What does this figure mean for Marketing? Read More »

4 Lies Marketers Tell Themselves

marketing mixMarketing’s a complicated business, and, as such, it’s easy to tell ourselves lies – whether we know it or not. We talk to marketers every day, and here are some of the biggest, most persuasive whoppers in the bunch. Got more? Let us know in comments! Read More »

Retail in China – The Ultimate Marketing Playground

global marketing strategiesWhile doing some research on an unrelated topic a few days ago, I came across a string of articles, blog posts, and analyst reports about the retail scene in China. I promptly forgot about the research I was meant to be doing and dug in (isn’t the internet great?)

As I read, the key dynamic that I think was being captured is how unsettled the retail market is – and what a giant opportunity marketers have to experiment with product, customer experience, and market research strategies. China’s middle and wealthy classes – the groups most amenable to western-style consumer culture – are growing at phenomenal rates. That means, every year, millions of new consumers enter an environment where they have little in the way of habits, routines, or loyalties. That’s reflected on the retailers’ end, too: Chinese grocery market share, for instance, is remarkably diffuse. The leading chain – Shanghai Bailian – only comprises 11% of the total grocery market.

Given the relative parity between retailers, and the relative lack of hard-wired brand and experience preferences, retailers in China are experimenting with different approaches – some with the opportunity to make their way back to the US, Europe and Australia. Read More »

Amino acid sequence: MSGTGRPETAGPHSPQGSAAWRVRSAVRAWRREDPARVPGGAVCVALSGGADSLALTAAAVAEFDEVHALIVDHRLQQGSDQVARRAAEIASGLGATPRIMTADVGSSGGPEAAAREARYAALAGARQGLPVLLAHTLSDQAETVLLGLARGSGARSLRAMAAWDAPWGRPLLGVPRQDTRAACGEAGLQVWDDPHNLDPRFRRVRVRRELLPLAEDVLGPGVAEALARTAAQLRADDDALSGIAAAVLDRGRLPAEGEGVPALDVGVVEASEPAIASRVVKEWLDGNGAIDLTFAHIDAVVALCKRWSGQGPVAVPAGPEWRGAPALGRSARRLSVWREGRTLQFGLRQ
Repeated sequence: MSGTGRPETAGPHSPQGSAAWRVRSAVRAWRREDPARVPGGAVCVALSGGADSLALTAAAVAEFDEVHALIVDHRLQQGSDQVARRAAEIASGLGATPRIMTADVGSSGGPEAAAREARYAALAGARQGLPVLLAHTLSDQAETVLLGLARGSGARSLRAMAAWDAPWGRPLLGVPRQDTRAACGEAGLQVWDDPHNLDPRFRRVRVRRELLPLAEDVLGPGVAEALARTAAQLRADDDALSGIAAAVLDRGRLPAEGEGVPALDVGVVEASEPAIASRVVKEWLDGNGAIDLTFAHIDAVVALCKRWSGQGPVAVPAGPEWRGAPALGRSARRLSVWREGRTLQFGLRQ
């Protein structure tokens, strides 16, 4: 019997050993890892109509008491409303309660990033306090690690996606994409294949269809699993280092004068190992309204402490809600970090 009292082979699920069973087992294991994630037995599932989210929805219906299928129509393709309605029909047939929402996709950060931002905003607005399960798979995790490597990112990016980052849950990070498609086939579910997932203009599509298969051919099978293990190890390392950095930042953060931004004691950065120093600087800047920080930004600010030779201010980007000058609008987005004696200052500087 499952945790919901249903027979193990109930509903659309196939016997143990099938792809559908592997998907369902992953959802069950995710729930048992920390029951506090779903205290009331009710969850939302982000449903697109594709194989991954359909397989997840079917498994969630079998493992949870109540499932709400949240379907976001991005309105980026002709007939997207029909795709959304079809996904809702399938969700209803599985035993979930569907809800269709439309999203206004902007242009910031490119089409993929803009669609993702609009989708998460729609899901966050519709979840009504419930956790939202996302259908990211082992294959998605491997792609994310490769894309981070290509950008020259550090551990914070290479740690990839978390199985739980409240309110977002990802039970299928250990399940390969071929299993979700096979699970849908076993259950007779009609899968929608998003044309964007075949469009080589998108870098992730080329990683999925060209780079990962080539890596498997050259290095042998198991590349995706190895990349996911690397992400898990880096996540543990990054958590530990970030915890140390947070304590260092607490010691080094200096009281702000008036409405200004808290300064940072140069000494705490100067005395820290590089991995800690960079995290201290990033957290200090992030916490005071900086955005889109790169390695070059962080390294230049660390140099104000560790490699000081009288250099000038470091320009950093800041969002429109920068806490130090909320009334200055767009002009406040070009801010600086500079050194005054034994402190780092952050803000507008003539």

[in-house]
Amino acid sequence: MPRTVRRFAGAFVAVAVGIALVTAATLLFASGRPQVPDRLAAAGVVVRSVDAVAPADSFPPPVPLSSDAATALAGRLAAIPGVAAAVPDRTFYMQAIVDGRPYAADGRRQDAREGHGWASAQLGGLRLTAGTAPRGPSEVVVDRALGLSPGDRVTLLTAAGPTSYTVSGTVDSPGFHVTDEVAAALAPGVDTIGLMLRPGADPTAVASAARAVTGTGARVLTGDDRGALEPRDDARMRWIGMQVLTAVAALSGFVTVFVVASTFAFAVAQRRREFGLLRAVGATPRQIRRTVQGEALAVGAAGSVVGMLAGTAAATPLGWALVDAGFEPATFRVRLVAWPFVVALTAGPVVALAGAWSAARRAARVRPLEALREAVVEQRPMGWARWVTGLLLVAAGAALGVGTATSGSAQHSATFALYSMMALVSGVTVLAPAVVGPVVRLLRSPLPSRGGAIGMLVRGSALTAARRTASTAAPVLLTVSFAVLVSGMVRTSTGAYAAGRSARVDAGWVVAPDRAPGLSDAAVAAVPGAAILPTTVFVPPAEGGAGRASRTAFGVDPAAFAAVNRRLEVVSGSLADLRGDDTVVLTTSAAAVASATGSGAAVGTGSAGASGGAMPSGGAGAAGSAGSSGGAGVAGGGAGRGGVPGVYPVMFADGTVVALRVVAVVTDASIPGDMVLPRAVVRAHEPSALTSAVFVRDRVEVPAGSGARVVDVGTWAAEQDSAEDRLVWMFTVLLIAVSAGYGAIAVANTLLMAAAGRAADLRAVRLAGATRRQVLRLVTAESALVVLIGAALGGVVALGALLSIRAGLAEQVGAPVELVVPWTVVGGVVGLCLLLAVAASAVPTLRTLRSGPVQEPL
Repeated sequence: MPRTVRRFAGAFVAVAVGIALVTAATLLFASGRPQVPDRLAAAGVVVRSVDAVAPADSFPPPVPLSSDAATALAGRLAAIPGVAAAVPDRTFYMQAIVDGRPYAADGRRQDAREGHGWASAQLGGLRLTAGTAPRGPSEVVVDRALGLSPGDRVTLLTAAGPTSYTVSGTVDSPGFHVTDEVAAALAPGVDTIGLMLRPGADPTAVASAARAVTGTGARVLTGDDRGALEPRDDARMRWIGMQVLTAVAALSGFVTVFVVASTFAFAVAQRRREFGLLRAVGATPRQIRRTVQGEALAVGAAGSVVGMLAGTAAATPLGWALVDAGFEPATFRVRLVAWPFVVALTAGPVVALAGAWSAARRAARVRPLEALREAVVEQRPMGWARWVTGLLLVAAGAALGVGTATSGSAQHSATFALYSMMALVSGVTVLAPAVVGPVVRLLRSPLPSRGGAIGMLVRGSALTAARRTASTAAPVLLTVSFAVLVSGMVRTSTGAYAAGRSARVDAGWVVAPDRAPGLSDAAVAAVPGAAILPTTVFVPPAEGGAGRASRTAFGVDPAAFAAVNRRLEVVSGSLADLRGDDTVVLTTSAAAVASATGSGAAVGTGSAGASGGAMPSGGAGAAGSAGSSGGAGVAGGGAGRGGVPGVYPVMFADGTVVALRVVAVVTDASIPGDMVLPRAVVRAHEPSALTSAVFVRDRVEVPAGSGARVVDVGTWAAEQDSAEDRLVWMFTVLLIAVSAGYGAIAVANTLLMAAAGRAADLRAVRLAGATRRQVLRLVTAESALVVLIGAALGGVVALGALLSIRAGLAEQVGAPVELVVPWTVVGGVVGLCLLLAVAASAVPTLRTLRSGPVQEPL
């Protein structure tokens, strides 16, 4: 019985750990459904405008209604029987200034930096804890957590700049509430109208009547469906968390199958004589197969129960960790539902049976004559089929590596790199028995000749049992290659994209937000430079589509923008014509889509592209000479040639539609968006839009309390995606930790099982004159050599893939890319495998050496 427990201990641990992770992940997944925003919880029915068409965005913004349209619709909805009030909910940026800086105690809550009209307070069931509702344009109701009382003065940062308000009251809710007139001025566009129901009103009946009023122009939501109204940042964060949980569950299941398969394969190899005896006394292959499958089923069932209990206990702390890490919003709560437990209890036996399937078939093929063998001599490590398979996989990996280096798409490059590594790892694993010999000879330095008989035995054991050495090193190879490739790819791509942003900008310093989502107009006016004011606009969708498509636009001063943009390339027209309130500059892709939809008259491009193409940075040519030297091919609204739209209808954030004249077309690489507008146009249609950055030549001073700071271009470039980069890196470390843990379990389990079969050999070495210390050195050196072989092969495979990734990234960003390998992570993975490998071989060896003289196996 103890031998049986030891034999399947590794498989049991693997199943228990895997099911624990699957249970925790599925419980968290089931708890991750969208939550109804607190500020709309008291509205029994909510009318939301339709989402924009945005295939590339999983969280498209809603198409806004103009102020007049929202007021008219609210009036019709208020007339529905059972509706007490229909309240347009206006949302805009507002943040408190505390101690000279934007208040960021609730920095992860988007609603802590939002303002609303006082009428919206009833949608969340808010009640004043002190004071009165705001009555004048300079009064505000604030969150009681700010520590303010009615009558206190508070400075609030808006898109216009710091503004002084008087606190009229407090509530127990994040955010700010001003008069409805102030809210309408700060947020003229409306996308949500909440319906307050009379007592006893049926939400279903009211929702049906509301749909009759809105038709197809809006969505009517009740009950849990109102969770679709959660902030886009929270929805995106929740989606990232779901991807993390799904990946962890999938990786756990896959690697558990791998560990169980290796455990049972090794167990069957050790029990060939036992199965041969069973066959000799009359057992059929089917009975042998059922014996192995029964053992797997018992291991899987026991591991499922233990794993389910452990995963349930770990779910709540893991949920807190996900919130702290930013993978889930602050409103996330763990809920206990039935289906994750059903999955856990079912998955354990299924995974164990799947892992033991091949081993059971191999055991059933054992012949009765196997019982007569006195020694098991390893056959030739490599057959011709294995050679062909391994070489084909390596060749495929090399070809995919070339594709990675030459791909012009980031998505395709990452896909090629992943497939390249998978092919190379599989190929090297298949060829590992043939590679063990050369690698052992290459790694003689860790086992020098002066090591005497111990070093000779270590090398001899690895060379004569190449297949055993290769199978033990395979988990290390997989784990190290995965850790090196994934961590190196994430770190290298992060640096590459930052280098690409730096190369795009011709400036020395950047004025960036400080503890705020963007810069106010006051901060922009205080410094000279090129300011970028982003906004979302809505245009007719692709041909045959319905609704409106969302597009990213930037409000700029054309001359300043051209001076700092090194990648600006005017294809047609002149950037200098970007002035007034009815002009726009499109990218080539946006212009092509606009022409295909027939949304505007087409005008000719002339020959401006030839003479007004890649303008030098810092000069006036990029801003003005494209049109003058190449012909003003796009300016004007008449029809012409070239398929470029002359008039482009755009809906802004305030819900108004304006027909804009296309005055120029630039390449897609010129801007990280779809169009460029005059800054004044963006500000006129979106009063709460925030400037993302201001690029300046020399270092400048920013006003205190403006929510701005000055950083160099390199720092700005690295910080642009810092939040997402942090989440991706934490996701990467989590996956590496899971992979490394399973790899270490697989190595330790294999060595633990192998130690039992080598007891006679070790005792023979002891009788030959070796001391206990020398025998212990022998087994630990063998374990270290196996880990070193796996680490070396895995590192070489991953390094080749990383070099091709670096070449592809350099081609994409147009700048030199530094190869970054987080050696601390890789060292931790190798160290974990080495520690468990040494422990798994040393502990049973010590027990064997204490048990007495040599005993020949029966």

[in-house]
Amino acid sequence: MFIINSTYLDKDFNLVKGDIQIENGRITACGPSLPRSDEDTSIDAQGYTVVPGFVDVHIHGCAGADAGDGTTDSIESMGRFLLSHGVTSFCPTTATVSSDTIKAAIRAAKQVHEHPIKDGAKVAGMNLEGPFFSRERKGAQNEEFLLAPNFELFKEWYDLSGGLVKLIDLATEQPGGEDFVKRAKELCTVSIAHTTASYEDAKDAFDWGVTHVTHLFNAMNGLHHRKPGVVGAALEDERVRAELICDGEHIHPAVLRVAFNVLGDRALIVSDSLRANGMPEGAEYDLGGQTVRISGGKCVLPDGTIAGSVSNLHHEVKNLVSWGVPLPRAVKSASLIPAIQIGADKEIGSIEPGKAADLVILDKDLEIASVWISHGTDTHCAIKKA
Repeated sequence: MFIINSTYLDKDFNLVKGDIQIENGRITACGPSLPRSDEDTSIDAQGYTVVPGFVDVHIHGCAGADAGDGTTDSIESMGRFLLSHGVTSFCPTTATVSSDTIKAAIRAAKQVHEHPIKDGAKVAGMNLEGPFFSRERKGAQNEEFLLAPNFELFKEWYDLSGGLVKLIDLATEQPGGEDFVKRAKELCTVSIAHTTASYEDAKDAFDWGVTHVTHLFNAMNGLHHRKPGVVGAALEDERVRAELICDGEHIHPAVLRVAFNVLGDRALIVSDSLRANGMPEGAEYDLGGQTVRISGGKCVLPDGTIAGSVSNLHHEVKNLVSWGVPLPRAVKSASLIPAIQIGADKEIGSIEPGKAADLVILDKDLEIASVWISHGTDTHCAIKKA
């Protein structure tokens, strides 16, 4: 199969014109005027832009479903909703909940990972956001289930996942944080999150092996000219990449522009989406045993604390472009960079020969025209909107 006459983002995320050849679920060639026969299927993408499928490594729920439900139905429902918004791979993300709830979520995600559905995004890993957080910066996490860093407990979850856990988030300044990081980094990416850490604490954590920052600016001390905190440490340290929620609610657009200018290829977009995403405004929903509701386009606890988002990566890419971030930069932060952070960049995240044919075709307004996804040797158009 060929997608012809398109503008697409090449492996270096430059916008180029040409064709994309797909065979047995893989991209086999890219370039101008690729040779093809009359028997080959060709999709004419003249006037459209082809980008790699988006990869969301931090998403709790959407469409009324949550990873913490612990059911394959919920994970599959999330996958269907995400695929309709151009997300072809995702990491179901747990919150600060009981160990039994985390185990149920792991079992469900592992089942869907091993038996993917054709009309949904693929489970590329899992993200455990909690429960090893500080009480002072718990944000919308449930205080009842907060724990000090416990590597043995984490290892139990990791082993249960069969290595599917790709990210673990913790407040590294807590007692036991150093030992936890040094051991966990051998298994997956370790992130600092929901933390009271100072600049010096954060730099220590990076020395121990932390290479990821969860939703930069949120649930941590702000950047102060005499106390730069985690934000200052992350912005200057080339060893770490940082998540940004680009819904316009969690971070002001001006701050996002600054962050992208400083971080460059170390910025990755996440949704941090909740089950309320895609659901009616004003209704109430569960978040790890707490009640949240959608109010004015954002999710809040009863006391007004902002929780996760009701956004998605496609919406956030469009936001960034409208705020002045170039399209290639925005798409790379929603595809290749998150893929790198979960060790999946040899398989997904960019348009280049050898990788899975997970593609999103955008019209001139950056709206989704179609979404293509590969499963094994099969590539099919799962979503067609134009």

4 Ways to Simplify Millenial Marketing

Posted on  24 August 11  by 

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As they enter the work-force, millennials increasingly form an important segment group in most segmentation exercises. Some estimates suggest that 51 million US citizens are millennials, earning a trillion dollars a year – not a market to be ignored. Given their collective financial potential, and their penchant for brands, marketers have pinned their hope on this consumer group to bail them out of their recession blues.

Marketing to the millennials hasn’t exactly turned out to be the way marketers envisioned it. Despite their best intentions to cut into the millennial pie, marketers struggle to achieve predictable outcomes with millennials. There are two very important factors responsible for this: Read More »

Of Earthquakes and Marketing Plans

marketing mixAs you may have heard, there was a little dust-up today on the East Coast. MLC headquarters, located in lovely Arlington, VA, was the scene of several overturned trash cans and a mildly anxious evacuation (yes, West Coast folks, we know it wasn’t that bad – but we don’t gloat when you complain about the humidity). After safely making it to the bottom floor of our building, the team, taking advantage of the resulting structural check, decamped to the nearest watering hole – where we found the scene to your right. At 2:00 PM.

Having worked in the restaurant industry, I can tell you that most bars and restaurants have a staffing plan that basically calls for more staff when there’s more likelihood of high demand. Depending on the place, restaurants staff up for weekends, happy hours, Mother’s Day, Christmas – the list goes on. But I doubt there’s a single restaurant on earth ready for that kind of foot traffic at 2:00 PM on a Tuesday.

Now, we can’t fault a restaurant for not guessing – or even having the capacity to handle – the inevitable surge of office workers evacuated after the second-strongest earthquake in the history of the East Coast. After all, with limited resources and the vanishingly-tiny likelihood of an unexpected surge in customers at that hour of the day, it would be uneconomic to have extra bartenders and waiters on hand.